Christopher Paul Curtis’ The Watsons Go to Birmingham, honor winner for both the Newbery and Coretta Scott King awards, has been made into a movie, which airs on Friday, September 20.
The titular trip is no ordinary road trip, but it is a journey. The Watson family, a.k.a. the Weird Watsons of Michigan, is narrated by nine-year-old Kenny, who has a snappy, clever voice and a knack for description. (“It was so cold that if you were stupid enough to go outside your eyes would automatically blink a thousand times all by themselves, probably so the juice inside of them wouldn’t freeze up.”) He takes after his father, who tells hilarious stories with the occasional tinge of bleak humor, which is only fitting for the time: 1963.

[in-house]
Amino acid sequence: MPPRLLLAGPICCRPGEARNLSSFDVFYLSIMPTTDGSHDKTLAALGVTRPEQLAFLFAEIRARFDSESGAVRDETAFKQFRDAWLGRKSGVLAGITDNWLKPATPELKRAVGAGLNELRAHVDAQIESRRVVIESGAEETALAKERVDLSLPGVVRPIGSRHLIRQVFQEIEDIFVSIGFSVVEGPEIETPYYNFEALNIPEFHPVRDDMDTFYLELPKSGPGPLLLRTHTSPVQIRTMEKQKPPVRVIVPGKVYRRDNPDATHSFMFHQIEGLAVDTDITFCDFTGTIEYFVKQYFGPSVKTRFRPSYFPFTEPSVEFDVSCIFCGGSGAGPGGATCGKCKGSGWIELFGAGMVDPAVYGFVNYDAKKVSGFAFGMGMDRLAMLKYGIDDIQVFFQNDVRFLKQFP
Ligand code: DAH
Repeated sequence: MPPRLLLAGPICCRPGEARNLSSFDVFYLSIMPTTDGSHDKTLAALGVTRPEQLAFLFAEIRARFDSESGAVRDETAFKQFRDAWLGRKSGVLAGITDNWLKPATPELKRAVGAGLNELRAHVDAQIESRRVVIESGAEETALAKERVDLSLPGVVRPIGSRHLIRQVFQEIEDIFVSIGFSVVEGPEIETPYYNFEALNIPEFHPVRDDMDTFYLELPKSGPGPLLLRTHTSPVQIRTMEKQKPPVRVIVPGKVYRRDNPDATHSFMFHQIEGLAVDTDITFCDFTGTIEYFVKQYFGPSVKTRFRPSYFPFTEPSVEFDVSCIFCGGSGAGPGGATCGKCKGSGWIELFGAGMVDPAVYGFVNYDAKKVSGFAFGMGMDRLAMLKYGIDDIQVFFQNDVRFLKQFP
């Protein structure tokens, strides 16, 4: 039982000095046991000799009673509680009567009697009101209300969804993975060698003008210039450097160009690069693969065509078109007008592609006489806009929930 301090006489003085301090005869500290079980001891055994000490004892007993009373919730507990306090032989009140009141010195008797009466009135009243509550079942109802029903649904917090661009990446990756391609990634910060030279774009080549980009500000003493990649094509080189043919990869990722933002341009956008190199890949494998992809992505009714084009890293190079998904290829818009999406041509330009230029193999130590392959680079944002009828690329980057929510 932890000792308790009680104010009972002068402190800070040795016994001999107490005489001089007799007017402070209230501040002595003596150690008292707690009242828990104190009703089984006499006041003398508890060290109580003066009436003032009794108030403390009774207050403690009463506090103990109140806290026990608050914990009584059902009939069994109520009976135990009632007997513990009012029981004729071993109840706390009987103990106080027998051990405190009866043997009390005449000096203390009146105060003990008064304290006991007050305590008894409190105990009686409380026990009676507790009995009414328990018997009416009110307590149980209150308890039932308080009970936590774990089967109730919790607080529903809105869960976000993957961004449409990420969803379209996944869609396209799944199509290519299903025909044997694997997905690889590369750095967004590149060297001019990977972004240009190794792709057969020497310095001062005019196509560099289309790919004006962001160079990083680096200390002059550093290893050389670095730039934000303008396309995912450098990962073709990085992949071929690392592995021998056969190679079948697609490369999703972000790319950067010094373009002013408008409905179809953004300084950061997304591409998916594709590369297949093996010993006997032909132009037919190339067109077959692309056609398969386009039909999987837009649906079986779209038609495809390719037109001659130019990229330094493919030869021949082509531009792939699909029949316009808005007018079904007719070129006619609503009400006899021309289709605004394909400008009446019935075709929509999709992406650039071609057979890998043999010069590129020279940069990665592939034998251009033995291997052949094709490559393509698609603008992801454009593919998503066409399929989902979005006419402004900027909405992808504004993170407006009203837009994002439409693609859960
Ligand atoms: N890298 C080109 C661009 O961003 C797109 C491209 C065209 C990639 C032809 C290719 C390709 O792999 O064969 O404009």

But it’s his brother Byron–a troublemaker who’s so vain he froze his lips to a mirror–who prompts the Watsons to pack up the car, a.k.a. the Brown Bomber, and head for their grandmother’s place in Birmingham, Alabama. She’s the only one who can shake him up and make him act right. You’re so caught up in their family dynamics and antics in Birmingham that, when the 16th St. Baptist Church explodes, the shock makes you totally still. The imagery is striking and sobering but not gratuitous, and–similar to the Logans in Roll of Thunder, Hear My Cry–the Watsons’ love for one another makes the best sense of a horrible situation as is possible, though there is no sense to be had in such an act. An epilogue gives details on the Civil Rights Movement and the passage of its attendant acts and laws.
For an informative look at how the book and movie can be used in the classroom, see Dr. Randy Testa’s post, The Watsons Go to Birmingham–a history lesson.